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Two of Australia’s most popular children’s storytellers live in a treehouse. It’s a Thirteen-Storey one, at least it started out that way. The storytellers are Terry Denton and Andy Griffiths, responsible for an array of children’s comedies, who live in a fantasy treehouse paradise. There they write and illustrate their stories, distracted by the lemonade fountains, see-through shark-infested swimming pool and a marshmallow gun that shoots directly into your mouth.
Since its arrival on the literary scene in 2011, this Treehouse has grown by 13 storeys at a time. The next edition will be 104 storeys. The books have sold over 3 million copies in Australia alone. The treehouse now contains a detective agency, a mashed potato and gravy train and a machine that makes money… or honey… depending on what you’d prefer. These delights interrupt Andy and Terry as they write for their publisher, Mr Bignose. Indeed the treehouse functions as a metaphor for the writing process … its storeys provide food for the stories produced inside.
Treehouses feature often in children’s stories. In Dav Pilkey’s popular Captain Underpants series, the heroes George and Harold write comics in their treehouse and retreat to it when things get out of hand, to regroup and create their way out of trouble. There are, of course, Tolkien’s Ents, the walking trees who fight on the side of good against Sauron and his army. Or Dr Seuss’s Lorax, who guards the Truffula trees from devastation. Ents and the Lorax are guardians of the ecosystem. When they act we know that something is badly out of kilter – in these cases in the fight between good and evil.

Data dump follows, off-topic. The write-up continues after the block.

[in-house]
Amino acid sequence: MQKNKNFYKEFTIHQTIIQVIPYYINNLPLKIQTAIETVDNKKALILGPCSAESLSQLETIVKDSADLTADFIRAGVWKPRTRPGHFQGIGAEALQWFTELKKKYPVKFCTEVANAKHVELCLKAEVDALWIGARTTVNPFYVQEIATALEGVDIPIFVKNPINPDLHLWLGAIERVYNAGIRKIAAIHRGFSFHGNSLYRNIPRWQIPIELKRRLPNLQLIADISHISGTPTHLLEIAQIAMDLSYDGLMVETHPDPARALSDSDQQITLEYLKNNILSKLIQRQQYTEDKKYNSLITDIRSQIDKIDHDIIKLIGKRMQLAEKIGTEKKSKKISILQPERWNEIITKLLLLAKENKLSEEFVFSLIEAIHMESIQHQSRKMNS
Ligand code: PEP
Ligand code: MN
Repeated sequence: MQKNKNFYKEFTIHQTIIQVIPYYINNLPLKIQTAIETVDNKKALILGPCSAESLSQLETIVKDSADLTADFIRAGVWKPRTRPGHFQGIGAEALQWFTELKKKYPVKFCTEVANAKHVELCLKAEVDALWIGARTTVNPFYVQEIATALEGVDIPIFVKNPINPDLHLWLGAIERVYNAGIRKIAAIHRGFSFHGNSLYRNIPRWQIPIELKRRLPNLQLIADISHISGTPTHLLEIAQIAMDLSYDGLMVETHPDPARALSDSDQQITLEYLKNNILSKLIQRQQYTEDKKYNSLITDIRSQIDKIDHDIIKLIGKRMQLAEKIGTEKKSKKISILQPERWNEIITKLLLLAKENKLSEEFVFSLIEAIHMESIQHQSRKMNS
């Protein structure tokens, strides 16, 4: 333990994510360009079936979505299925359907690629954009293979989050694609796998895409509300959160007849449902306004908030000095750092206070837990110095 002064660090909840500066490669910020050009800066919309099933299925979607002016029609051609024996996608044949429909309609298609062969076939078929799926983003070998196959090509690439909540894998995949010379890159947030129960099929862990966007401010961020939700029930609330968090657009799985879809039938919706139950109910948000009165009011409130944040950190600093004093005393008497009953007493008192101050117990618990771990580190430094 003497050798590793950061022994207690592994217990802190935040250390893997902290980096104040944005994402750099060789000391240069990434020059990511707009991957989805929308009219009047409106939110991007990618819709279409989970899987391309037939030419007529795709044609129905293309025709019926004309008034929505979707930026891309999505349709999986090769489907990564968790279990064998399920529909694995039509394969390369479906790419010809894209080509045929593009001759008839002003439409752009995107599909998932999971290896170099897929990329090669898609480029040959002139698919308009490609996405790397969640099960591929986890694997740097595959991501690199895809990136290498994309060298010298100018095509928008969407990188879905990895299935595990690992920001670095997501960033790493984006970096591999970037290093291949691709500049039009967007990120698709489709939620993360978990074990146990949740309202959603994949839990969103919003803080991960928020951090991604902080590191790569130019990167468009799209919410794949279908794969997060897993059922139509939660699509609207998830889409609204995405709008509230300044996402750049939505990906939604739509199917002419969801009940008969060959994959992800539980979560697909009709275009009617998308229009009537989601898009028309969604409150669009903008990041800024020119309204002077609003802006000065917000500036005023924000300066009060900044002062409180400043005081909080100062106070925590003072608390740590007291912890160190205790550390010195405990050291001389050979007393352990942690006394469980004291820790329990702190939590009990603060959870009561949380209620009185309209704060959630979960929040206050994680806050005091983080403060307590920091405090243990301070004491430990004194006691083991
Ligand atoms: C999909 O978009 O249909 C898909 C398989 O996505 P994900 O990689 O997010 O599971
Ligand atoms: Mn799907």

Mention Enid Blyton’s Faraway Tree stories, meanwhile, and many a grown-up gets misty-eyed. Mary Pope Osborne’s Magic Tree House series has been going strong for 25 years, and has nearly 100 titles. Carter Higgins’s Everything You Need for a Treehouse helps you get kitted out for your own woodland home. And mythology is full of trees.
The World Tree of ancient Norse mythology, Yggdrasil, is similar to the thirteen-storey treehouse, linking the nine realms of the world (of fire, of ice, of elves, of gods, of fertility, of giants, of dwarves, of humans, and of the dishonorable dead). In Ovid’s Metamorphoses, when King Eresichthyon of Thessaly cut down the Greek Goddess Demeter’s favourite oak tree she teamed up with her sister Fames to torment him with a hunger so eternal that he eventually ate himself.
The Russian witch, Baba Yaga, lives in a mobile treehouse on a chicken foot, like an old-fashioned Grey Nomad. The Biblical serpent tempted Eve to taste fruit of the tree of knowledge. And many European forests are inhabited by tree creatures, such as sylphs and dryads, eco-friendly creatures that appear in fantasy literature such as Polish writer Andrzej Sapkowski’s The Witcher.